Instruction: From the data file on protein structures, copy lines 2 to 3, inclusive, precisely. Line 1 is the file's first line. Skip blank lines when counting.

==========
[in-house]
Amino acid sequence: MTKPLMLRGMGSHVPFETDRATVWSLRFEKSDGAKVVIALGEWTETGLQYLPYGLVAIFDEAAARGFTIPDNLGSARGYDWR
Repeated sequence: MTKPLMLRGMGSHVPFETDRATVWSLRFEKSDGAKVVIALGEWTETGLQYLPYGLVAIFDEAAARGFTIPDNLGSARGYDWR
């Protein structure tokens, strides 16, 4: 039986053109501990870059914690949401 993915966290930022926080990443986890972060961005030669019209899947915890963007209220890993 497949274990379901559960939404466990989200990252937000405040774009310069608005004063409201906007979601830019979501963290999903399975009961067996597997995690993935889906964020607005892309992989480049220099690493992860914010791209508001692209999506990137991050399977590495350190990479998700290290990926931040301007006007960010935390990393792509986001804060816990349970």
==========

Amino acid sequence: MTKPLMLRGMGSHVPFETDRATVWSLRFEKSDGAKVVIALGEWTETGLQYLPYGLVAIFDEAAARGFTIPDNLGSARGYDWR
Repeated sequence: MTKPLMLRGMGSHVPFETDRATVWSLRFEKSDGAKVVIALGEWTETGLQYLPYGLVAIFDEAAARGFTIPDNLGSARGYDWR